home manicure

Home Manicure

Soak your hands in hot water for about 10 minutes. Now using an orange stick (this is softer) or the necessary tool in your manicure set, gently push back the cuticles on each finger, until you are able to see the half moon (luna) on each fingernail. This is the place where the nail is attached to the skin. Using special cuticle snippers, snip off the loose peeling skin. Make sure that the snippers have been cleaned with alcohol or an antiseptic to prevent any infection. Use the tool carefully.

The cuticles should not be worked (pushed back and trimmed) more than once a month, since too much messing with it can damage them and cause further infection. Also, never push or trim your cuticles, if they are feeling sore, since this is a very delicate and sensitive area of skin.

Caution: Never try to peel off dry cuticles or any dry skin under your fingernails, as you could end up tearing soft healthy skin. This may lead to further painful infections.

Care for Your Cuticles

Don’t cut your cuticles. Dermatologists say there is no good reason to cut the cuticles. Cutting them could open the door to infection or irritation. Cutting your cuticles can also lead to nail problems, such as ridges, white spots, or white lines. Also cutting the cuticle does not make it grow faster.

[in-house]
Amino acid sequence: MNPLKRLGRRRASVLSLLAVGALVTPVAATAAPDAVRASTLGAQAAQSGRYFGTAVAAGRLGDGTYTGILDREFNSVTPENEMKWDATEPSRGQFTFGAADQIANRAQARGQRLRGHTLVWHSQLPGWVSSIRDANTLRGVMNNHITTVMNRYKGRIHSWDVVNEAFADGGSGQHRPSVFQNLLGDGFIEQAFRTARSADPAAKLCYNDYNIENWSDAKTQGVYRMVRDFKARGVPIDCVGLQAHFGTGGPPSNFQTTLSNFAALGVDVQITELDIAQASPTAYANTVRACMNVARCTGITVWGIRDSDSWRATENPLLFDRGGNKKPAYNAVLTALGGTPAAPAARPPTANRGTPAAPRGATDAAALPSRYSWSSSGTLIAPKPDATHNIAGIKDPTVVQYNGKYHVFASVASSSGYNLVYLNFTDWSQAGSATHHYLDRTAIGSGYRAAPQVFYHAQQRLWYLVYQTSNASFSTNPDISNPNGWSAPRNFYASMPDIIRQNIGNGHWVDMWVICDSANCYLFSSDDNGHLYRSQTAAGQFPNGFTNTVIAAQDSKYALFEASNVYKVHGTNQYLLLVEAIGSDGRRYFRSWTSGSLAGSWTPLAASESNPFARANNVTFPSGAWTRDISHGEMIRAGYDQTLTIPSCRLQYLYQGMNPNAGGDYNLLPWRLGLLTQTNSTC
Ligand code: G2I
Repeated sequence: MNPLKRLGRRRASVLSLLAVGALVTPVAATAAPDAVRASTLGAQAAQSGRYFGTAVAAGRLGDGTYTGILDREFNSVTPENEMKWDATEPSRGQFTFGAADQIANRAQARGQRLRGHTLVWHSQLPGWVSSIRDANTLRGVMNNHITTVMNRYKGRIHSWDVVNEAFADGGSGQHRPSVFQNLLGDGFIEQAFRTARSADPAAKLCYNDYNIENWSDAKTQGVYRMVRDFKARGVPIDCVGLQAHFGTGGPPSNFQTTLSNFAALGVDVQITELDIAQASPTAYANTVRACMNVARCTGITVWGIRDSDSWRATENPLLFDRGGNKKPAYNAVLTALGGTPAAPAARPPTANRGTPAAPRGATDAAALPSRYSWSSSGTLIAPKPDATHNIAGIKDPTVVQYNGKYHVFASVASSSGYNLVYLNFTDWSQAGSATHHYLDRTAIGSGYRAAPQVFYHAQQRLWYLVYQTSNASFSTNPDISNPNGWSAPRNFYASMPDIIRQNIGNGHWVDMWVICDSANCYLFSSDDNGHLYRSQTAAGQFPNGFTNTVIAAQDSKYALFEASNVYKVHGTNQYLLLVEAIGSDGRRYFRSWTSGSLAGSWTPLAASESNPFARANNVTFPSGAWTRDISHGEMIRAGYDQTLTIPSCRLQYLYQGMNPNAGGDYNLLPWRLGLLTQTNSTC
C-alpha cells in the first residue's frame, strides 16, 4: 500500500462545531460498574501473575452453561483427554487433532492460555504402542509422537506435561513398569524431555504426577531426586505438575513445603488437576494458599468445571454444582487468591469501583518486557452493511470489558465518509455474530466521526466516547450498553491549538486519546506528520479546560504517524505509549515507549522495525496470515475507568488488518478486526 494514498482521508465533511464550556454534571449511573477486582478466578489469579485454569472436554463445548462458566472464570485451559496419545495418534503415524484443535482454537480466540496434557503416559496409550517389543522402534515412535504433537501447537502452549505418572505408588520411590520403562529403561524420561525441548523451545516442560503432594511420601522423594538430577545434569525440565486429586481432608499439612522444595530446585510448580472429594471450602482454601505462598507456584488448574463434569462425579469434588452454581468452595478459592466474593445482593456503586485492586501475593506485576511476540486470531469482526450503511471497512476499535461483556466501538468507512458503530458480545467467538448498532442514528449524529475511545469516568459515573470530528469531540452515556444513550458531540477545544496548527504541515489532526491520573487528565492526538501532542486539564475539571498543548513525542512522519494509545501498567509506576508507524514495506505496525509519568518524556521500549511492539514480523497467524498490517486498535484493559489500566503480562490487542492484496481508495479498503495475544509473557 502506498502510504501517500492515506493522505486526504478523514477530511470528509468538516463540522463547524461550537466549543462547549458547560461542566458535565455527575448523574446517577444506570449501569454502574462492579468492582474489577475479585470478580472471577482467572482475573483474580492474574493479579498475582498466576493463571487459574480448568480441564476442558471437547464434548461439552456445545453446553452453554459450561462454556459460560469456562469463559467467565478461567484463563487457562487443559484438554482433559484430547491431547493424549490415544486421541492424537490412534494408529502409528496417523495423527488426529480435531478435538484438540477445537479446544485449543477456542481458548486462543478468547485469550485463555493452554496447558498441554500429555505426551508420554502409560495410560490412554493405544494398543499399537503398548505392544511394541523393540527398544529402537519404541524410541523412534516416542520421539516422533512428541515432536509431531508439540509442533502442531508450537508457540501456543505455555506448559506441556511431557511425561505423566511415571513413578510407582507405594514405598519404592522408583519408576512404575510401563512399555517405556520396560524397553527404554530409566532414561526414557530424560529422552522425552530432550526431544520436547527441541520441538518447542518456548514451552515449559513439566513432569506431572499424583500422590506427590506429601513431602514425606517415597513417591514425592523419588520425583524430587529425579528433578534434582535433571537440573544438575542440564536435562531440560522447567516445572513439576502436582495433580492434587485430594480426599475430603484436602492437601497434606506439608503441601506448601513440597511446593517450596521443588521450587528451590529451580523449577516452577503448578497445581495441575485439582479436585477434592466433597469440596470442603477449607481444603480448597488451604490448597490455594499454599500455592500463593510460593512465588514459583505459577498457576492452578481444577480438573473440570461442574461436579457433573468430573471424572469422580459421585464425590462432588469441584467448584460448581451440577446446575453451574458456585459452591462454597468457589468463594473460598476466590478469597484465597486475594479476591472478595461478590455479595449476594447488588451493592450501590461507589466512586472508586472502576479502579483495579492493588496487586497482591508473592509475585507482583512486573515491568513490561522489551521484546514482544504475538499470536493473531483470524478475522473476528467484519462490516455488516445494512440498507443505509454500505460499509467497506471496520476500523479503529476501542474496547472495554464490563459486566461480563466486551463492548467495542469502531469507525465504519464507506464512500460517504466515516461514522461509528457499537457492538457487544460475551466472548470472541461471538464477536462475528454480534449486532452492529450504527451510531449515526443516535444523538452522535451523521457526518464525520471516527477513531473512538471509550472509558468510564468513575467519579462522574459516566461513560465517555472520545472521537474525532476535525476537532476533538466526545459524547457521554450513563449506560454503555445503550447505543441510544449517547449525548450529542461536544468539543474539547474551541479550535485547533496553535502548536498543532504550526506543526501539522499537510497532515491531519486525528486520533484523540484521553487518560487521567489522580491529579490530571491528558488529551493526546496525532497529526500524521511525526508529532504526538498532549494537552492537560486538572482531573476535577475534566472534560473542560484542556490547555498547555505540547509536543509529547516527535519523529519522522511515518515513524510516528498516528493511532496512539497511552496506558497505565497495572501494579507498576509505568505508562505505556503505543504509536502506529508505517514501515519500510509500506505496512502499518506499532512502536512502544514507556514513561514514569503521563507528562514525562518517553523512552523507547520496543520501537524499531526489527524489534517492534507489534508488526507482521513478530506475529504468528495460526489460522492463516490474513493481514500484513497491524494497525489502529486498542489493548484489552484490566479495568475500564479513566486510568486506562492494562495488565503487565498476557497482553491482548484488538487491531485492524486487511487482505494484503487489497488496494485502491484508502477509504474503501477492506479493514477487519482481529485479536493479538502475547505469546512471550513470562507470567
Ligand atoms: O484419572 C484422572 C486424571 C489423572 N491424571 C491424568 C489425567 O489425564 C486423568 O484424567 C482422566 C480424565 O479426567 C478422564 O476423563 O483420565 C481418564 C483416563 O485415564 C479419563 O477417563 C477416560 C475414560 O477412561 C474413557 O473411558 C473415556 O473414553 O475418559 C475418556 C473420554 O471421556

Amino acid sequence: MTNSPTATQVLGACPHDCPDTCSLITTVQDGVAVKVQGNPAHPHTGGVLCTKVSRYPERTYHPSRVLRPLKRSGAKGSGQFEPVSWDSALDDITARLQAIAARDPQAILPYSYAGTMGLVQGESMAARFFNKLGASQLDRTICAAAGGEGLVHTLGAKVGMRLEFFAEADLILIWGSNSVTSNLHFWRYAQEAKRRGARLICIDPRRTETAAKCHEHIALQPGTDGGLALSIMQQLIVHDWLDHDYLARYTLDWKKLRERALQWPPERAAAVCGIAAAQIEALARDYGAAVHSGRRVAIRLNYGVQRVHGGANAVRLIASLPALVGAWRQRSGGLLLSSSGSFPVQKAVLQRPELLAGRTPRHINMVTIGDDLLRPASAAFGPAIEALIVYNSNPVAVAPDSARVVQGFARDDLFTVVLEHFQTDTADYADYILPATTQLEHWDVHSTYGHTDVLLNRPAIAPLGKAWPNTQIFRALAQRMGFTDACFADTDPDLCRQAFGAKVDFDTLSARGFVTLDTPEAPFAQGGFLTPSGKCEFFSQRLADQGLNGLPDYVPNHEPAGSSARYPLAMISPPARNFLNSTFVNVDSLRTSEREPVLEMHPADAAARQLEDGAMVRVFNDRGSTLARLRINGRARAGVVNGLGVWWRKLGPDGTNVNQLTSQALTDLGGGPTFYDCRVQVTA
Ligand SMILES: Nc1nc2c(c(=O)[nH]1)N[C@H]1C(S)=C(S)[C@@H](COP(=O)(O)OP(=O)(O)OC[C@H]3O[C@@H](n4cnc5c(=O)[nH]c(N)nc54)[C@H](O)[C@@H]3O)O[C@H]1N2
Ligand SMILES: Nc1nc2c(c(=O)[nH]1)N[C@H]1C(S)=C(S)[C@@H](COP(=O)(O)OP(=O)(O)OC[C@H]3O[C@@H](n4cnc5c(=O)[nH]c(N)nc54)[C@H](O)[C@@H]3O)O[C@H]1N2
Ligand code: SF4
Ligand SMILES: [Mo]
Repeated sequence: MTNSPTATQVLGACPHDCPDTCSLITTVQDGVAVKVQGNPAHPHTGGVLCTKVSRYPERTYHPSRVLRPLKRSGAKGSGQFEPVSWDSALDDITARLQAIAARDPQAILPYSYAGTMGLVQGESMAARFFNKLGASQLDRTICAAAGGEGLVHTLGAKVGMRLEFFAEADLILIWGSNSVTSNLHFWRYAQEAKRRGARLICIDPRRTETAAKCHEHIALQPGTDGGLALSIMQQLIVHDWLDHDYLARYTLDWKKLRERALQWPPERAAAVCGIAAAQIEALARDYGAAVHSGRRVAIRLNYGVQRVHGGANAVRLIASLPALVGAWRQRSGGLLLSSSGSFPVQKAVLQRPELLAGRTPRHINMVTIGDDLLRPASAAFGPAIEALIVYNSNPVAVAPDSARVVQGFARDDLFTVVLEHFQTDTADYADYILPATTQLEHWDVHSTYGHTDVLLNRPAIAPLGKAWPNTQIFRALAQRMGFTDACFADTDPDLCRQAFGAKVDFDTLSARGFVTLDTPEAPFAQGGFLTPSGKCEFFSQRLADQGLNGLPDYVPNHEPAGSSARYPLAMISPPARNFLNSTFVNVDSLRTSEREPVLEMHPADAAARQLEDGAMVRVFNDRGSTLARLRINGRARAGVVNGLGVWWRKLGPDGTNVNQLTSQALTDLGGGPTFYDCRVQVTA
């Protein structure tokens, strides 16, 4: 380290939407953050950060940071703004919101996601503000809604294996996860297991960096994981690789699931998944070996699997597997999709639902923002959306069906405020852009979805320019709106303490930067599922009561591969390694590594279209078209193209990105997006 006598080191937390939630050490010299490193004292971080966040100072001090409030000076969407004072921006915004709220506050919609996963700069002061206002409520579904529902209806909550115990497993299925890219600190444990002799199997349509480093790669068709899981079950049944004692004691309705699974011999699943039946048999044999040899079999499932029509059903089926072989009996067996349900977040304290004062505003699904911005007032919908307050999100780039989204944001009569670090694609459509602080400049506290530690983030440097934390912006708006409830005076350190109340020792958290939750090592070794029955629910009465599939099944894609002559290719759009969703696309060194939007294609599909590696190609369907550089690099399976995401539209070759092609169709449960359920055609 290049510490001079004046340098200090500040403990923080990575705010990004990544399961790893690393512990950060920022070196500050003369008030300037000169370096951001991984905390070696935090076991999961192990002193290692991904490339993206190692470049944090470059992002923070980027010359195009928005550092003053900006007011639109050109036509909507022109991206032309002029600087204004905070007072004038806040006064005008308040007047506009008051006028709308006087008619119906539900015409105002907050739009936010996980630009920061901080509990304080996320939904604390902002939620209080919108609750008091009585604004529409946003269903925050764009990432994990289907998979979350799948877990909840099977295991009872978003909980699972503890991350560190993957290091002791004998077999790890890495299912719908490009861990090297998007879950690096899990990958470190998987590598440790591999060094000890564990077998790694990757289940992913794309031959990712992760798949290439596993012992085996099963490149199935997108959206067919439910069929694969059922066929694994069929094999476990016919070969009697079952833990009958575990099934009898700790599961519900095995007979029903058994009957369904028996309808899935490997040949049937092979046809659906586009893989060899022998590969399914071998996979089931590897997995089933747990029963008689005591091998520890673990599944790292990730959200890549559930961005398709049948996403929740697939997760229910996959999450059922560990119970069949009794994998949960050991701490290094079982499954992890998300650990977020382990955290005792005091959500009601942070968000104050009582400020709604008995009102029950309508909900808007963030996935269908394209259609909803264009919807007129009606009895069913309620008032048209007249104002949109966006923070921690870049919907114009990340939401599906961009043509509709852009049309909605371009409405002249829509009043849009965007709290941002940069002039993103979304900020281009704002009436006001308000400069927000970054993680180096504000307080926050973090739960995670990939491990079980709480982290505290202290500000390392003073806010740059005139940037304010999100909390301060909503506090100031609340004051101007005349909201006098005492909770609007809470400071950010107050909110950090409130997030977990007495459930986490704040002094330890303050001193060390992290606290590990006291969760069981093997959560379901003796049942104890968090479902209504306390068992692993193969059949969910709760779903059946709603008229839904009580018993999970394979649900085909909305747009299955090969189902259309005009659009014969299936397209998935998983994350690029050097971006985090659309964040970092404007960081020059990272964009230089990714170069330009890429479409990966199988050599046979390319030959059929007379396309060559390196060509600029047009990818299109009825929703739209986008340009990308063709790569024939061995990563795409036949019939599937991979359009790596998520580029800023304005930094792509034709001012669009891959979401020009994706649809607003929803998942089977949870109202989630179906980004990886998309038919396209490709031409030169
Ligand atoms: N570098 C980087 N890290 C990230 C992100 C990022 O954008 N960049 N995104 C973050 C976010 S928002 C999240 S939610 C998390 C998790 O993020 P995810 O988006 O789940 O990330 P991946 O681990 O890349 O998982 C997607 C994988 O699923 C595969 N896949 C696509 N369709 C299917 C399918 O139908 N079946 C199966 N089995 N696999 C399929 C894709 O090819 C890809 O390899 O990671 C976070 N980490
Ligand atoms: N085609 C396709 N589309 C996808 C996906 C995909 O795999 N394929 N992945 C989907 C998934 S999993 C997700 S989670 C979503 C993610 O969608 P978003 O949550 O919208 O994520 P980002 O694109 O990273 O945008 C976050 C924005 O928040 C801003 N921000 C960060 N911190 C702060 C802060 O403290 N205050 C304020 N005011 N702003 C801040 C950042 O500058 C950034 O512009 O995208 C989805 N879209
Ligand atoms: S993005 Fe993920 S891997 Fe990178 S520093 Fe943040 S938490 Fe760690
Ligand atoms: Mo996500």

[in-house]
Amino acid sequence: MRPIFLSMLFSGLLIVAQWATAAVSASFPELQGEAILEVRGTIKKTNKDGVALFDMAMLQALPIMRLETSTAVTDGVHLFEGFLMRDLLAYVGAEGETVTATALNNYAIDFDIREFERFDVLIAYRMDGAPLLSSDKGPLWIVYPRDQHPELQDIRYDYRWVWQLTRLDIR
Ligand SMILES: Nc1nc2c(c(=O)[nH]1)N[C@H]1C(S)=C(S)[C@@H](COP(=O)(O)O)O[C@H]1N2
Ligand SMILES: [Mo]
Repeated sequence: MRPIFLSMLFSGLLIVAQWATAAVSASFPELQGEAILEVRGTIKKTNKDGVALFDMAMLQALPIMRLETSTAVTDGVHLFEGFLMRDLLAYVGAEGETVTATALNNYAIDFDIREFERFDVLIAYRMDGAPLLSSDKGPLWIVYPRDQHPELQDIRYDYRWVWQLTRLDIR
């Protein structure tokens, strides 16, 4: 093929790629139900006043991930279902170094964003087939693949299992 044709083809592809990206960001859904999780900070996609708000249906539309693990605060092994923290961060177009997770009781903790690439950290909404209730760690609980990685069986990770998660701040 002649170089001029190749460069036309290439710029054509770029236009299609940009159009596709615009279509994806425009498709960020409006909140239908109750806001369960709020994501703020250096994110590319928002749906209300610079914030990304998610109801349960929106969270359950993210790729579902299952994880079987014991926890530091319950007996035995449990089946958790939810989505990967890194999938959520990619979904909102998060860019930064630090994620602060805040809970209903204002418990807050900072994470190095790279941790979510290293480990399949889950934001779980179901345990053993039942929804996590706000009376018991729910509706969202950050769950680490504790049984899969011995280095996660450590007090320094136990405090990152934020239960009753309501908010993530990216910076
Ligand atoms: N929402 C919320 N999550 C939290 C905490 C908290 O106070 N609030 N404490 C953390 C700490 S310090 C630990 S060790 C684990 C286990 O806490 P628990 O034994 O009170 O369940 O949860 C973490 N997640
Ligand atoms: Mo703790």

Go orange. If you are hoping to make your nails appear longer, you can push your cuticles back gently with a wooden orange stick instead.

Moisturize. Although the cuticles don’t feel like the soft skin on the rest of your hands, they’re composed primarily of skin, so it’s essential to keep them moisturized. Most dermatologists recommend thick moisturizing products, such as ointments or creams, for the best results.

Avoid rough manicurists. Before getting your nails done, tell your manicurist that you only want your cuticles pushed back very gently with an orange stick, nothing more. If she pushes the cuticles too vigorously, ask her to stop right away.

Do not use drying agents. The hands, nails, and cuticles can dry out from frequent dish washing and from nail polish remover containing acetone. So, experts recommend wearing gloves for dish duty and using acetone-free nail polish remover.

Keep your hands out of your mouth. Your mouth is a dirty area, and saliva is an enzyme that breaks down skin. So if you have a habit of biting your nails or nibbling on your cuticles, work on kicking those habits for prettier, healthier hands.

Tips to Stop the Peeling

  1. Cut the over-grown and surrounding area hydrated.
  2. Avoid exposing your nails to water and chemicals too much because it can worsen the condition. Try to wear rubber gloves while working in water.
  3. Some people have a habit to tear off the hangnails. This behavior makes the adjoining area more susceptible to get infected by bacterial infections.
  4. Applying any essential oil to the cuticles and nails before going to bed is a natural way to keep them healthy and moisturized. You can use jojoba oil, orange oil or tea tree oil for this purpose.
  5. A well-balanced diet also goes a long way in preventing peeling cuticles.
  6. Drink plenty of water. We all know how good water is for your overall health and that goes for your nails too. Drinking water can help hydrate damaged nails, just like it does for hair and skin.

Image courtesy: agoramedia.com , drozfans.com ,